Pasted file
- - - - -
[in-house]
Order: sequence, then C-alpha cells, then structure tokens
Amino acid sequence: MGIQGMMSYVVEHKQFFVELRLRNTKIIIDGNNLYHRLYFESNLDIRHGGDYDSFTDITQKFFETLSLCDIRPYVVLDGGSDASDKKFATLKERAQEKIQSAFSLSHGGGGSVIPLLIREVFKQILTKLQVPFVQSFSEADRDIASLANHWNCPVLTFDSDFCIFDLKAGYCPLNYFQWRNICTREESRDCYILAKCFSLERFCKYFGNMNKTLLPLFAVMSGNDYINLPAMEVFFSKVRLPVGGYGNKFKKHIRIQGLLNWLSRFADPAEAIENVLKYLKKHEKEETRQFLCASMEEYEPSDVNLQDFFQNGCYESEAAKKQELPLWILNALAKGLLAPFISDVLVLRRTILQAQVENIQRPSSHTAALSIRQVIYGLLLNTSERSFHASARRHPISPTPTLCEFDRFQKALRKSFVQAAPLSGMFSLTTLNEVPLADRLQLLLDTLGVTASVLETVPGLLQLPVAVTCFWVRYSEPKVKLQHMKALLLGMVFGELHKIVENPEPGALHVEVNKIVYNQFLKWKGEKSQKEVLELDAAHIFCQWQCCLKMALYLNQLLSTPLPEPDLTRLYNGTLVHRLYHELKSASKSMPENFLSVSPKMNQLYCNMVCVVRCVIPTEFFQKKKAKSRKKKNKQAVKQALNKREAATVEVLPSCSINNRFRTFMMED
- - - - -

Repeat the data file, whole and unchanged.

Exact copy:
[in-house]
Order: sequence, then C-alpha cells, then structure tokens
Amino acid sequence: MGIQGMMSYVVEHKQFFVELRLRNTKIIIDGNNLYHRLYFESNLDIRHGGDYDSFTDITQKFFETLSLCDIRPYVVLDGGSDASDKKFATLKERAQEKIQSAFSLSHGGGGSVIPLLIREVFKQILTKLQVPFVQSFSEADRDIASLANHWNCPVLTFDSDFCIFDLKAGYCPLNYFQWRNICTREESRDCYILAKCFSLERFCKYFGNMNKTLLPLFAVMSGNDYINLPAMEVFFSKVRLPVGGYGNKFKKHIRIQGLLNWLSRFADPAEAIENVLKYLKKHEKEETRQFLCASMEEYEPSDVNLQDFFQNGCYESEAAKKQELPLWILNALAKGLLAPFISDVLVLRRTILQAQVENIQRPSSHTAALSIRQVIYGLLLNTSERSFHASARRHPISPTPTLCEFDRFQKALRKSFVQAAPLSGMFSLTTLNEVPLADRLQLLLDTLGVTASVLETVPGLLQLPVAVTCFWVRYSEPKVKLQHMKALLLGMVFGELHKIVENPEPGALHVEVNKIVYNQFLKWKGEKSQKEVLELDAAHIFCQWQCCLKMALYLNQLLSTPLPEPDLTRLYNGTLVHRLYHELKSASKSMPENFLSVSPKMNQLYCNMVCVVRCVIPTEFFQKKKAKSRKKKNKQAVKQALNKREAATVEVLPSCSINNRFRTFMMED